South Korean Regulators on the hunt for determined Kimchi Premium Traders

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A South Korean financial regulator is prepared to go on the hunt for kimchi premium dealers and has vowed to prosecute anyone found guilty.

 several shrewd traders have attempted to gain from the kimchi Premium By purchasing BTC from international over-the-counter (OTC) traders overseas and afterward “dumping” the coins for a profit on South Korean platforms like Upbit.

The kimchi premium is an occurrence in the cryptocurrency trading markets where bitcoin (BTC) and other cryptocurrencies trade at much higher prices on domestic exchanges than on global trading networks. This frequently results from increases in demand among South Korean retail investors.

To achieve this, dealers must purchase coins overseas; they have mostly looked for OTC sellers in China and Japan. Banks have been instructed to put limits on international remittances to stop this trend.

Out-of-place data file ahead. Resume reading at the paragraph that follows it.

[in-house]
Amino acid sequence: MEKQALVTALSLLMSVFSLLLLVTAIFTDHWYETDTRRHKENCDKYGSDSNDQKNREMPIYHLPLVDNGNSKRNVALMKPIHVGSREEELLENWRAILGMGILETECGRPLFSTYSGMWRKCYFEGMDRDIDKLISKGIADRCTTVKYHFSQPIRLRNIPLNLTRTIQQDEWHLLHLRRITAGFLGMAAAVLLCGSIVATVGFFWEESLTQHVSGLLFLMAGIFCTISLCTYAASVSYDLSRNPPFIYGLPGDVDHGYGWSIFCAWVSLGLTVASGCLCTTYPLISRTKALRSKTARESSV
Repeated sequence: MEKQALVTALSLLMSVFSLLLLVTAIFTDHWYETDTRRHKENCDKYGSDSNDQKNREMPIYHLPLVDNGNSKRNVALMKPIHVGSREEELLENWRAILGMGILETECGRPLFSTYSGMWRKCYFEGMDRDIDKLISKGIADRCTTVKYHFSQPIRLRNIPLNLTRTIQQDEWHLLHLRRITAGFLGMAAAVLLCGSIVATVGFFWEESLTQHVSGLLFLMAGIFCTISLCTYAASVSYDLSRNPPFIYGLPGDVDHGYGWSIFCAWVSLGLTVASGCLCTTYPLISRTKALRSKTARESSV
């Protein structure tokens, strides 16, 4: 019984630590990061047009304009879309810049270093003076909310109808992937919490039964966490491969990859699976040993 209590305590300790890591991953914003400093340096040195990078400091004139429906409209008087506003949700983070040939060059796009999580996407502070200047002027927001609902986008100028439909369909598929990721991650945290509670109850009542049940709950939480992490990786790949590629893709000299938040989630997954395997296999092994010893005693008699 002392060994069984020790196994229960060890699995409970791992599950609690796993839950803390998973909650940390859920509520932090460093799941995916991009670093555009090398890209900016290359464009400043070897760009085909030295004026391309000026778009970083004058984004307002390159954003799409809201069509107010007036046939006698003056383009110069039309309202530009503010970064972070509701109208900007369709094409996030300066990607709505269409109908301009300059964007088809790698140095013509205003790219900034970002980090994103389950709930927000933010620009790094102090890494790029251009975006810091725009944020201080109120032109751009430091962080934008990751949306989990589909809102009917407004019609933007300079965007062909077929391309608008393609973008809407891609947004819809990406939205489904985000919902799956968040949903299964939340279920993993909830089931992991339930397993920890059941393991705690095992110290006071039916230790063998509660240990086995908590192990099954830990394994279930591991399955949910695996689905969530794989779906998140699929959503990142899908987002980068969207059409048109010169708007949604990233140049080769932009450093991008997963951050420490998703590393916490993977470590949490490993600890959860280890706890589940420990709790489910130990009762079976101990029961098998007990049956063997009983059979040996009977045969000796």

South Korean regulators VS kimchi premium traders

However, some traders seem to have evaded detection. According to The Segye Ilbo, the financial oversight agency Financial Supervisory Service (FSS) is looking into two transactions that are allegedly made by traders of kimchi premium.

The first transaction included the domestic bank Shinhan and had a stunning value of USD 987 million. The second took place at Woori Bank and was worth about USD 608,000.

The transactions were detected as questionable by both banks, who then reported them to the FSS. Although no precise time frame was provided, it is thought that these transactions may have occurred around the height of the kimchi premium, around two or three years ago, when BTC was about 30% more expensive in South Korea than the global average.

The FSS thinks the traders may have attempted to hide their behavior by moving their earnings overseas. They seem to have conveyed a message to confuse regulators, by sending fiat to japan and china holding accounts.

The dealers also seem to have made additional efforts to hide their behavior by acting as middlemen for a variety of firms. The banks were allegedly informed that they were “paying for foreign items such as gold bars.”

Following several “on-site inspections” as part of its inquiry, the FSS forwarded both cases to the prosecution department.

Additionally, prosecutors are looking into instances that the Financial Intelligence Unit, the authority that directly oversees cryptocurrency exchanges, referred to them earlier this year. Investigators located in Daegu, a city in the country’s south, first looked into the incidents.